More clinics planned as dozens of dogs get jab for deadly parvovirus
Dozens of dogs received a potentially life-saving jab at the Fairmont Southampton on Sunday as part of a vaccine drive to combat the canine parvovirus.
Volunteers said that while the turnout was smaller than a previous clinic, held at Bulls Head Car Park last month, owners were still bringing their pets at a steady pace through the morning.
In the first hour of the clinic, about 25 dogs received their vaccinations.
Jonathan Nisbett of the Bermuda Veterinary Association said: “We are having some success today. It has been steady so far – not very busy, but steady.”
Dr Nisbett said the drive came after veterinarians reported an increase in the number of cases of parvovirus in Bermuda.
He said: “They were seeing a lot of dogs that were not vaccinated and falling victim to parvovirus.
“It’s a gastrointestinal disease that causes inflammation, vomiting, diarrhoea and it is often fatal and requires extensive treatment which can also be quite expensive.
“Prevention is easier than cure, so for that reason we are trying to promote this vaccination to avoid animals becoming sick as much as possible.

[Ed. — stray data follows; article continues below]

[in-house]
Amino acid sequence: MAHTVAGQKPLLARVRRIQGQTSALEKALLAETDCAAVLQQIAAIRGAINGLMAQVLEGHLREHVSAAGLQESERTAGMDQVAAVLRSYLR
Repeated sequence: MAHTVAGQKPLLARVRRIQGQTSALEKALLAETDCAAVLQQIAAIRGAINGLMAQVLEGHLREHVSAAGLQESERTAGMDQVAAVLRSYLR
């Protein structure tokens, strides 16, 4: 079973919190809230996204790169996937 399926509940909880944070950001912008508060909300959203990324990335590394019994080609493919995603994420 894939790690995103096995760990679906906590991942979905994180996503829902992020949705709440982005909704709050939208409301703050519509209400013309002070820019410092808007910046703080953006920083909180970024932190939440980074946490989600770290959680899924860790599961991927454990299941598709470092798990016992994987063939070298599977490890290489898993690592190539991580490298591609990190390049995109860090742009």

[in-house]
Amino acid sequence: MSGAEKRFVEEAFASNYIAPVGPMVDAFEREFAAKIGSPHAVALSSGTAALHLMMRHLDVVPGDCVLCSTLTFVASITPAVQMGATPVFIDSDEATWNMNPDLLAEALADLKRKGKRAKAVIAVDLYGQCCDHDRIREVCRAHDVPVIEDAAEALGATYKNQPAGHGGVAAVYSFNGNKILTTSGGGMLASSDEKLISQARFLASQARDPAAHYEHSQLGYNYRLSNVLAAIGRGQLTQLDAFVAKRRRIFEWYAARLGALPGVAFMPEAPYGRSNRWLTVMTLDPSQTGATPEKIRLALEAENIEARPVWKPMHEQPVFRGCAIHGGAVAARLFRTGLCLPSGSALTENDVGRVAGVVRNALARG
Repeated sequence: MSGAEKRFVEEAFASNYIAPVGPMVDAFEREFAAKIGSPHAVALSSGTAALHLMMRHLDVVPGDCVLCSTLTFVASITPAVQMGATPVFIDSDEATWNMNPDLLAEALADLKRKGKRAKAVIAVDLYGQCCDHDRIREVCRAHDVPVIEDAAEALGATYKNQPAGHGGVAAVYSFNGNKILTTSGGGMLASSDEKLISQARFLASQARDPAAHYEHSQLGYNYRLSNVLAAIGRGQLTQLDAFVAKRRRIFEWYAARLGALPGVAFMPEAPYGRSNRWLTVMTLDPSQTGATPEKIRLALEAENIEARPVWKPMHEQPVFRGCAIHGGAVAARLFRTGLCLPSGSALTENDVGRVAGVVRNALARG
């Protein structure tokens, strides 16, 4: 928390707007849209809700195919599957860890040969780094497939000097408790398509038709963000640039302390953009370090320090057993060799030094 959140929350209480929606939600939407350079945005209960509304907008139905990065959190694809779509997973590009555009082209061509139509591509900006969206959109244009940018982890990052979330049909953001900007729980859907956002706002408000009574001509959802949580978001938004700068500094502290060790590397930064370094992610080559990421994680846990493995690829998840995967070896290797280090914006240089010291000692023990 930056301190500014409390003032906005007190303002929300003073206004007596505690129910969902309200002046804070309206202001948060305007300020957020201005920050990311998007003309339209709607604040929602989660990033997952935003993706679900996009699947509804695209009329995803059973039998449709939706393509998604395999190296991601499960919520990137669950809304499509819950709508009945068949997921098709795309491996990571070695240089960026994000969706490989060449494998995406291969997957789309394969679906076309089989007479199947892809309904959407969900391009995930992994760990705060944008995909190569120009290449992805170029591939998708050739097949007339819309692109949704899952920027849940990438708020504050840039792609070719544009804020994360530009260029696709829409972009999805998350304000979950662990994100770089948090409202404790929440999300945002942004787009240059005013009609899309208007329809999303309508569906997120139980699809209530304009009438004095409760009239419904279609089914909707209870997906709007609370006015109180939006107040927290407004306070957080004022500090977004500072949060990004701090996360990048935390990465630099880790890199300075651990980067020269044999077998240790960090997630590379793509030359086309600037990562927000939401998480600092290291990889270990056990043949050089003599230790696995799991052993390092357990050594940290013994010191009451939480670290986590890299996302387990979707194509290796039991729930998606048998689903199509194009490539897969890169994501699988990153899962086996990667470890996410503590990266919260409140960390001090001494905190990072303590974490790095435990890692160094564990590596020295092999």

“This is a concerted effort for the welfare of the animals to try to promote the vaccination and minimise the incidence of parvovirus that we are seeing.”
Dr Nisbett said that the drive is hoped to attract the owners of all unvaccinated dogs – even those that are illegal or unlicensed.
He said most of the dogs diagnosed with the parvovirus in Bermuda had been unlicensed pitbulls, likely because of hesitancy by the owners to bring unlicensed dogs to the veterinarian.
Dr Nisbett added: “The legality of the dog is not questioned at all in these clinics. The primary focus is to get the widespread vaccine protection out there, so we don’t want the legality to be a barrier to the animals being protected.
“Illegal dogs require good protection, welfare and treatment, just like legal dogs. We are not asking any questions.
“Hopefully we can make a dent, but at least we have provided an opportunity.
He said the drive has been supported by the Government along with the island’s vets, with the clinics being bolstered with volunteers from the Bermuda SPCA and the island’s dog clubs.
The vaccine at the clinics cost $25, and to be fully effective, two shots need to be delivered four weeks apart.
Dr Nisbett added that further clinics are being planned, including a September 19 clinic at Bulls Head Car Park and a clinic in the East End, although the date and location of the East End clinic has yet to be confirmed.
“We are trying to solidify an area in the East End,” he said. “We have some prospects, but nothing has been finalised yet.”